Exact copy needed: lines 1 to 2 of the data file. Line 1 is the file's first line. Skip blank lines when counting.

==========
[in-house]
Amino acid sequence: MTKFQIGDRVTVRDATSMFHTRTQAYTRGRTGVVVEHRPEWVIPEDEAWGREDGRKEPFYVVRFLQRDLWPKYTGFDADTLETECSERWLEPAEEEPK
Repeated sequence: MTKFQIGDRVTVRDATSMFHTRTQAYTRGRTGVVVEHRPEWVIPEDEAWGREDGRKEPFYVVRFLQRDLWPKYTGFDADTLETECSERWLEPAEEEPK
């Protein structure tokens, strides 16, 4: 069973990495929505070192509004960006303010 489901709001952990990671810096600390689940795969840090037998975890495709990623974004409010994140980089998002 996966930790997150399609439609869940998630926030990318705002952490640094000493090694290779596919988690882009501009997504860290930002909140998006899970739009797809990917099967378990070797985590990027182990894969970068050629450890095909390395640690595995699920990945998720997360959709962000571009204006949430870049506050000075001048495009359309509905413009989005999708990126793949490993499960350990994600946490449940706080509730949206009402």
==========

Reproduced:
[in-house]
Amino acid sequence: MTKFQIGDRVTVRDATSMFHTRTQAYTRGRTGVVVEHRPEWVIPEDEAWGREDGRKEPFYVVRFLQRDLWPKYTGFDADTLETECSERWLEPAEEEPK